NSW gov to invest $1.2 billion in renewable energy to combat price crisis
With Australia currently undergoing an energy crisis, the NSW Government has just announced that it is going to invest $1.2 billion in renewable energy infrastructure to deliver cheaper and more reliable power.
This decision comes after the growing energy crisis in Australia as well as the announcements from various energy companies such as Origin Energy and AGL to shut down some of Australia’s biggest power plants in coming years.
In February, Origin Energy announced its decision to close Australia’s largest coal plant, Eraring, in 2025. Eraring, which supplies 20 per cent of NSW’s energy, has been operating for 35 years and was not scheduled to be shut down until 2032.
The early closure of Eraring and other major power plants have caused the government to speed up the rollout of its renewable energy zones.
As well as making Australia more energy efficient and environmentally conscious, the government estimates that the Transmission Acceleration Facility funding will drive at least $14 billion in private transmission infrastructure investment. The government says that this will fully recover the $1.2 billion they are funding and the money can then be recycled into new projects.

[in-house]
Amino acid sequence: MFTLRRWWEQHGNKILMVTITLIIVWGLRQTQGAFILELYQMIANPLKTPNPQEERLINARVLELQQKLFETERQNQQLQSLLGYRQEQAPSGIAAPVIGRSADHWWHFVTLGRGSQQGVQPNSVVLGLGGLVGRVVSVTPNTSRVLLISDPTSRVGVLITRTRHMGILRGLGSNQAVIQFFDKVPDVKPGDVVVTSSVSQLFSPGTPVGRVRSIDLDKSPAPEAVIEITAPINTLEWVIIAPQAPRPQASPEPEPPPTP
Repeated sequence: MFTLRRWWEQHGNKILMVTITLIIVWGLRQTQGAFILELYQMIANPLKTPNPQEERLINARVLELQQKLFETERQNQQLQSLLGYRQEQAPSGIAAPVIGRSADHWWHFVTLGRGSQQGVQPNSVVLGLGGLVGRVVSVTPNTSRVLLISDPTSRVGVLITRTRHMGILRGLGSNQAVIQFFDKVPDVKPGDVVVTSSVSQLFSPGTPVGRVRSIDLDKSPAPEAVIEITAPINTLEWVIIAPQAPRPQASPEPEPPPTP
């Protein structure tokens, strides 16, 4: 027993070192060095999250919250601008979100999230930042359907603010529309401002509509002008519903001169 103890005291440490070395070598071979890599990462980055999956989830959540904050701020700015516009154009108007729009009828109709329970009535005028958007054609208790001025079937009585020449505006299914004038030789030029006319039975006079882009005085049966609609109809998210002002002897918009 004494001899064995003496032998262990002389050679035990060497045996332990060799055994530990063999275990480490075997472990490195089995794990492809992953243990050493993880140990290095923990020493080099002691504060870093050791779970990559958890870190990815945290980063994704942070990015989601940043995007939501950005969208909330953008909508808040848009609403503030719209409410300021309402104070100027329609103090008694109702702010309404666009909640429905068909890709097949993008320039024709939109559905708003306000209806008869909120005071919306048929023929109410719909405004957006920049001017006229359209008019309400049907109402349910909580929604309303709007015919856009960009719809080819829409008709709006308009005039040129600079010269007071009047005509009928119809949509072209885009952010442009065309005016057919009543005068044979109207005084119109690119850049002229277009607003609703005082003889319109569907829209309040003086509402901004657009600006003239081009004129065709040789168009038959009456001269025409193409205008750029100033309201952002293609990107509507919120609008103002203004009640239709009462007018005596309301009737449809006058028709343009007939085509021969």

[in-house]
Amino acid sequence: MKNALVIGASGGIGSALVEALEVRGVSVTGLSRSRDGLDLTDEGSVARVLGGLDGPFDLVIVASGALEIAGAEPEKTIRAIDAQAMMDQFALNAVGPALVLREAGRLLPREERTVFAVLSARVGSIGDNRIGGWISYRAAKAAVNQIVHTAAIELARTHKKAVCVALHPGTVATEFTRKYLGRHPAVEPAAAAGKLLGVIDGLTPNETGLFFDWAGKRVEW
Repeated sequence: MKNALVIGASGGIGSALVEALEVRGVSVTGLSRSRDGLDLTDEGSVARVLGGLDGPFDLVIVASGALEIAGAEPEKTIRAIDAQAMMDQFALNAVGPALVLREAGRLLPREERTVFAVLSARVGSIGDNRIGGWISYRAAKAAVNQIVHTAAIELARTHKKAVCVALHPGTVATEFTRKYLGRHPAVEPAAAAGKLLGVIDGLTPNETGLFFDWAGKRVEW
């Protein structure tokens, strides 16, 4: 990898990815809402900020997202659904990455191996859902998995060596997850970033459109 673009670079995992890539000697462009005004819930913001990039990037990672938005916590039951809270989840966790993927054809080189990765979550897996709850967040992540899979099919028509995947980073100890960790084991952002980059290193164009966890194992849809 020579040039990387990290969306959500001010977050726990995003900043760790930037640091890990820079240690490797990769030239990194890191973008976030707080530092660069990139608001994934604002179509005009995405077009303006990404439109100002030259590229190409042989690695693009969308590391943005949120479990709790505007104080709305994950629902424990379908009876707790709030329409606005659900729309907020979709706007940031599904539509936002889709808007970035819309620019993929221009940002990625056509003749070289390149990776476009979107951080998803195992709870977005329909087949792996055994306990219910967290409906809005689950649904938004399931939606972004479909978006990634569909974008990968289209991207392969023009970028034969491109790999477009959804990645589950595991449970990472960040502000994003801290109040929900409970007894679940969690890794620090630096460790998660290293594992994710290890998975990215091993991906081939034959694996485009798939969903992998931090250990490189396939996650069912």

The first investment is in the 700 megawatt Waratah Super Battery located on the NSW Central Coast. This will be the biggest power battery in the southern hemisphere and will be operational by 2025. The battery’s purpose is to release grid capacity to ensure Sydney, Newcastle and Wollongong residents can access energy from existing electricity generation.
NSW Minister for Energy, Matt Kean says that, “This is the state’s largest ever investment in infrastructure for renewable energy and is expected to help create 2700 direct construction jobs across the state.”
The government’s long term plan involves more than 50 large-scale renewable energy projects, which will deliver 16,000 megawatts of power into the grid.
“At a time when energy prices are at near-record highs, they will also help to alleviate the factors that have caused the current energy crisis, and avoid them reoccurring in the future” explains the Clean Energy Council’s director of external affairs, Arron Wood.
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